Take the 2-minute tour ×
Unix & Linux Stack Exchange is a question and answer site for users of Linux, FreeBSD and other Un*x-like operating systems.. It's 100% free, no registration required.

I would like to search all files containing an association of strings (here the files should contain 'arthur' AND ('déni' OR 'deni') for instance) in a directory and subdirectories. After some search I came up with the following code:

egrep -li 'arthur' `egrep -lir 'déni|deni' /path/to/files/`

the trouble is I get error messages because many files and directories contain spaces. Is there a way to go round this issue?

share|improve this question

2 Answers 2

up vote 3 down vote accepted

You would be better off using find and passing a shell command to -exec:

find /path/to/files -type f -exec sh -c 'for file do
    egrep -iq "déni|deni" "$file" && egrep -li "arthur" "$file"
    done' sh {} +

This would work with filenames containing spaces.

Dissecting the shell command:

egrep -iq "déni|deni" "$file" && egrep -li "arthur" "$file"

Saying egrep -iq "déni|deni" "$file" would return true if the pattern matches. So it would execute egrep -li "arthur" "$file" which would list the file if this command matches the pattern specified.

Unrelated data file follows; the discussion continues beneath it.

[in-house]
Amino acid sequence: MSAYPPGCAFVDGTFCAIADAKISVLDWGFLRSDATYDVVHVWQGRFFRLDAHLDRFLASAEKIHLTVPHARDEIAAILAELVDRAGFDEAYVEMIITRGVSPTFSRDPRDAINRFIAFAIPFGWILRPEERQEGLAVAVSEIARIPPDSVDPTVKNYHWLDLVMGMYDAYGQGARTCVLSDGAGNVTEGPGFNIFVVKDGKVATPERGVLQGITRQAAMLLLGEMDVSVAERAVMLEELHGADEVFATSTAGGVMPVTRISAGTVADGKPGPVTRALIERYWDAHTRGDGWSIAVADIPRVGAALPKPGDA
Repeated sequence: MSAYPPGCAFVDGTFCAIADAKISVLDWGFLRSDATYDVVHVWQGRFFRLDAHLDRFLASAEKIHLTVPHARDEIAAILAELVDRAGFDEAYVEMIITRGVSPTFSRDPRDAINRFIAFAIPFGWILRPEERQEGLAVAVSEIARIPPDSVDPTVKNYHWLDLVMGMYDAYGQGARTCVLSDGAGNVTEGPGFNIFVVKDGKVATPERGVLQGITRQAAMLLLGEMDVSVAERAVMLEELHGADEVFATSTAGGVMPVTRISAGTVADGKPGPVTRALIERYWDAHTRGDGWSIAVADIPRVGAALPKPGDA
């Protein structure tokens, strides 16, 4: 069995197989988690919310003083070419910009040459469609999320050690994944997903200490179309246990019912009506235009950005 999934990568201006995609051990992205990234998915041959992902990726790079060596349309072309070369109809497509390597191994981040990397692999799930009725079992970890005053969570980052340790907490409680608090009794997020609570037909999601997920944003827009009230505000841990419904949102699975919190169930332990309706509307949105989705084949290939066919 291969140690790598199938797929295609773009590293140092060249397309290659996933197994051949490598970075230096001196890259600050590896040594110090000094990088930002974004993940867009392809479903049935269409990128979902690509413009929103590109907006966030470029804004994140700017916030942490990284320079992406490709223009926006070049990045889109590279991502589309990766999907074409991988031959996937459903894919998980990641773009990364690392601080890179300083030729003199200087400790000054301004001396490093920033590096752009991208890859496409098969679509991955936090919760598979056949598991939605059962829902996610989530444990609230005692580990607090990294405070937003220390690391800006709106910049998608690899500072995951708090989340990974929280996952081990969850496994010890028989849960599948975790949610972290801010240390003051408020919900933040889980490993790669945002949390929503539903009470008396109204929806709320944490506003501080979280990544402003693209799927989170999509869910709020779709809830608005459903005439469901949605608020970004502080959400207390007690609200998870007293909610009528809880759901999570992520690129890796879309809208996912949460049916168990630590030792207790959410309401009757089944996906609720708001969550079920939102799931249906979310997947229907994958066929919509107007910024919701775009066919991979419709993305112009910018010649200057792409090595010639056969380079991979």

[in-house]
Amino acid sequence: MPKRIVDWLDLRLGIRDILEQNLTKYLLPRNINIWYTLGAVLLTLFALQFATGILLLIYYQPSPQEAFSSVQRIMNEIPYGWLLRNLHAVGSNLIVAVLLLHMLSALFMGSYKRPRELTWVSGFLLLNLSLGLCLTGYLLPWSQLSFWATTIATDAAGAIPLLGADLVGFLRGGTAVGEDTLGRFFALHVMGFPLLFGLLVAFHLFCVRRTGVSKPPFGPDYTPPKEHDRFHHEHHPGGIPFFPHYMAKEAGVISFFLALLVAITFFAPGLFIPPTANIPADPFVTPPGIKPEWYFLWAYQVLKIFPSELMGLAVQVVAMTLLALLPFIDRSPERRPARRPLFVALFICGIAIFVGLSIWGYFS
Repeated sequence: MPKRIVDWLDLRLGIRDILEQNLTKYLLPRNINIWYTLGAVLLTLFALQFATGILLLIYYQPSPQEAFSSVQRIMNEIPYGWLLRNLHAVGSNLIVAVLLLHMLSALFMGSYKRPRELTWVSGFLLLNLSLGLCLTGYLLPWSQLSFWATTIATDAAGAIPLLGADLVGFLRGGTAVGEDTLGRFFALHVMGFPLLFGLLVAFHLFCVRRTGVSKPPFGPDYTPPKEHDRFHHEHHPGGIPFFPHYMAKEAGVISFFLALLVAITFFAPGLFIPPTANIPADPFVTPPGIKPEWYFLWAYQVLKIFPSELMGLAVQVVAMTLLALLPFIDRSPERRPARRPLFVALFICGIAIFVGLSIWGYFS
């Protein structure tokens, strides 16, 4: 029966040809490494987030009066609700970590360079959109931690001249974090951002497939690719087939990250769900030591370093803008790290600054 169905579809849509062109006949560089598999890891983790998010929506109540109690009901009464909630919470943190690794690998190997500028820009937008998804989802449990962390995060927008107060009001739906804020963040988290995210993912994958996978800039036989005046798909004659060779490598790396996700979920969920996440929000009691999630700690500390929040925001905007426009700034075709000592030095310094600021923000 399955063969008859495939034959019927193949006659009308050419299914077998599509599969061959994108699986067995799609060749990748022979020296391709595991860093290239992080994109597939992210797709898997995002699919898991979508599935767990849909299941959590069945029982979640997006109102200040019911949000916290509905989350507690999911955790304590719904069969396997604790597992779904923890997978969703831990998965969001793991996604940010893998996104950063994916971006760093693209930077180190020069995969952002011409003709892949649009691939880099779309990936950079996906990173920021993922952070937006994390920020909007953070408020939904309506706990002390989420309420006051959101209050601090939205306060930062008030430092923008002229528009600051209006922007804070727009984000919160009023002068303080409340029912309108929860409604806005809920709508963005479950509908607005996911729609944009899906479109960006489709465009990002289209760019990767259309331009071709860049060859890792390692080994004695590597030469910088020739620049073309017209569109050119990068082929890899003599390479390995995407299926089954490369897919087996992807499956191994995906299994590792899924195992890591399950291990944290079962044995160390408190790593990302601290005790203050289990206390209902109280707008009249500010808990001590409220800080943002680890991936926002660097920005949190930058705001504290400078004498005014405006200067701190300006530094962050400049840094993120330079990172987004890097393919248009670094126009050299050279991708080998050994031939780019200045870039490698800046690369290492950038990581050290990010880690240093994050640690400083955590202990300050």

In fact, you don't even need a shell:

find /path/to/files -type f -exec egrep -iq "déni|deni" {} \; \
                            -exec egrep -li "arthur" {} \;

(-exec predicates with the ; terminator can also be used as conditions (based on the exit status of the executed command)).

share|improve this answer
    
You have to quote this differently - the | will be interpreted as a pipe in the local shell as it stands. –  Graeme Mar 15 at 10:48
    
@Graeme The quoting should be fixed now. –  devnull Mar 15 at 10:51
    
ok. I am not good enough to make the difference between both command but it seems that using the find command is quicker than egrep. So I'm gonna use that one. –  jejuba Mar 15 at 14:53
2  
@Jean, this will be slower than just using egrep/xargs as you will have 1-2 egrep processes per file. The advantage of this is that it is more portable, ie will work on a Mac etc. –  Graeme Mar 15 at 15:04
    
@jejuba - Graeme's solutions is probably the better of the two. –  slm Mar 15 at 15:15

With GNU grep you can use the -Z option to null separate the filenames before piping to xargs:

egrep -lirZ 'déni|deni' /path/to/files/ | xargs -0 egrep -li 'arthur'
share|improve this answer
    
OK thanks, I'll keep this one too. –  jejuba Mar 16 at 12:09

Your Answer

 
discard

By posting your answer, you agree to the privacy policy and terms of service.

Not the answer you're looking for? Browse other questions tagged or ask your own question.